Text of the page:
The World Health Organization has published detailed information on the reported prevalence of poliomyelitis in various countries during 1997 and 1998(1). Of the global total of 5187 reports of confirmed polio cases in 1997, the South East Asia Region (SEAR) contributed 2828 (55%). Among the SEAR cases, 2274 (80%) were from India. China had no case. In 1998 also China had no case of polio. The global total in 1998 was 3228, of which 2867 (89%) were from SEAR. Among them 2489 (87%) were from India. These data how that India has indeed lagged very much behind the rest of the world in progress to- wards global eradication of polio.
In 1998, only 60% of acute flaccid paralysis (AFP) cases were investigated with ad- equate stool specimens. China and India have about one billion population each. China re- ported 4638 cases of AFP in 1998, none of which was polio. India on the other hand re- ported 8486 cases of AFP of which 2489 were stated as confirmed polio. Thus we had 5997 cases of what is considered non-polio AFP, as against 4638 cases in China. This suggests that .some among what is' called non-polio AFP in India may also be polio.
In summary, the situation has not improved in India between 1997 and 1998. The
actual numbers of poliovirus isolations were 522 in 1997 and 746 in 1998. By way
of comparison, Malaysia, Philippines, Viet Nam, Thailand, Indonesia, Sri Lanka and Myanmar have had no poliovirus isolation in 1998 and
only Thailand and Viet N am had just one isolation each in 1997. Other major countries with continuing poliovirus isolation are Nigeria, Sudan, Turkey, Pakistan, Afghanistan and Bangladesh. Among all of them, India has the worst case scenario.
The Ministry of Health and Family Welfare has requested the Indian Council of Medical Research for help and the latter has established a Task Force for investigating the deficiencies of our efforts and to suggest re- medial measures. Let us hope that the Task Force will appreciate the fact that the annual two dose pulse immunization is not sufficient for disrupting wild poliovirus in India but the original Indian model of annual three dose pulse might disrupt transmission within one or two years. We are consuming about 15 doses of OPV per capita among infants and preschoolers, suggesting that it is> not the quantity of vaccine that is deficient but the manner in which they are used to build up - 'herd effect' rapidly and forcefully enough to disrupt transmission. The earlier we eradicate polio the less expensive would the operation be. International experts who planned the eradication strategy for India had not under- stood the carefully documented elements of the epidemiology, surveillance strategy, and transmission pattern of polio viruses and how OPV affects them in India.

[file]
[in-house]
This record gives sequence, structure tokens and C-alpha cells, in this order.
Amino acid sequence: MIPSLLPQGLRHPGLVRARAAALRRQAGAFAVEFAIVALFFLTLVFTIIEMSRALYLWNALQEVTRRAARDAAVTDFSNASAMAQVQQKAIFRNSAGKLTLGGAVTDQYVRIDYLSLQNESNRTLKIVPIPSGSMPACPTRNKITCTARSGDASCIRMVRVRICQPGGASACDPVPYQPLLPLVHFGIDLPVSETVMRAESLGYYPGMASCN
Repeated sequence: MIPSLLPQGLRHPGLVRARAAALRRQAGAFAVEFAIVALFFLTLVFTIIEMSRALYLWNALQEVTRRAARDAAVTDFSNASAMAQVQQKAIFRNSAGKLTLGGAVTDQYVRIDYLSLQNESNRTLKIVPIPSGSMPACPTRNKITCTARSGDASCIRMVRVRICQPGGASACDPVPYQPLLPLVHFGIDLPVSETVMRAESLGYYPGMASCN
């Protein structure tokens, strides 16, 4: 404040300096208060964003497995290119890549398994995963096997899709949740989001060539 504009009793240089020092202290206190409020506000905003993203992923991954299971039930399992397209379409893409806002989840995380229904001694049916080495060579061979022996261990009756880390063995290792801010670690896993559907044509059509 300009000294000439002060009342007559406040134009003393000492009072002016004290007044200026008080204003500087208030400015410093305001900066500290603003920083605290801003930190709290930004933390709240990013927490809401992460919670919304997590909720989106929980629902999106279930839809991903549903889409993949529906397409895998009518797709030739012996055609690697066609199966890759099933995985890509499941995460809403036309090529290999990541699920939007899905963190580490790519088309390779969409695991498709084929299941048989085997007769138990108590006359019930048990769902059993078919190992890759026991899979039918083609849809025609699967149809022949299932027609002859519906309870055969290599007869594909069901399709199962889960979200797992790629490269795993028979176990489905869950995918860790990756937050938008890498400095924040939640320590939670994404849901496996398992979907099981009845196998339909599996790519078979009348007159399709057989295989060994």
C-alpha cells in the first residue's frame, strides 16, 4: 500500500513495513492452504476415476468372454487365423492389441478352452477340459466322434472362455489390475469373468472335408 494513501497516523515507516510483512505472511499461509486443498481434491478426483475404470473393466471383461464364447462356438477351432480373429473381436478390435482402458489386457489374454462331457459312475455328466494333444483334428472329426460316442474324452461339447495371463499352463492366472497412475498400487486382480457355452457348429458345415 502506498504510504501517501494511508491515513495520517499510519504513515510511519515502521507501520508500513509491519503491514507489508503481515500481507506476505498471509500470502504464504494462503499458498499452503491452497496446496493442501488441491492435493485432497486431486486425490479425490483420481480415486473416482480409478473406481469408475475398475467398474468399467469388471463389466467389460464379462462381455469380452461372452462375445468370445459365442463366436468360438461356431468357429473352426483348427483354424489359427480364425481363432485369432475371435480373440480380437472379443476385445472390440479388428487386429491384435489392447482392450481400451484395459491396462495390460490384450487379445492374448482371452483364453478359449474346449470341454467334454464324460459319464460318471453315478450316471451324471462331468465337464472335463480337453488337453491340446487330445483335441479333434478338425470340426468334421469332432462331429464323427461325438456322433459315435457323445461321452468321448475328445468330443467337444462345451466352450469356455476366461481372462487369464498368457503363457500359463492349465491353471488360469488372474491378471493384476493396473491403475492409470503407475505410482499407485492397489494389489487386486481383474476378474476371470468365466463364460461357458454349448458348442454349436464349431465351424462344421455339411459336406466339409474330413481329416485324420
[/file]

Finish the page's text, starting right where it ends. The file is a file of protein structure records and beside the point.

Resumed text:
It is still not too late to put our eradication
efforts on the right track since there are more . than 20 months until the end of the year 2000, our current deadline to reach zero polio. Let us
hope that the ICMR Task Force will lead the
The lAP strongly urges the government
that every child with AFP must receive quality treatment and rehabilitation for the sake of up- holding ethical principles. After all they are participants in a global program, funded heavily by national and international sources. Will any donor country tolerate such callous attitude towards paralyzed children in their own community? Currently the policy of the government is to hospitalize each child with AFP for only one day for the purpose of collecting two stool samples. Ethics demand that every child with AFP must be given full and free treatment and rehabilitation. Ethics also
demand that every child with polio either due to vaccine viruses, or due to wild viruses in spite of taking 3 doses of OPV,
must be adequately compensated for damage or deficient service.
T. Jacob John,
Vellore - 632 002,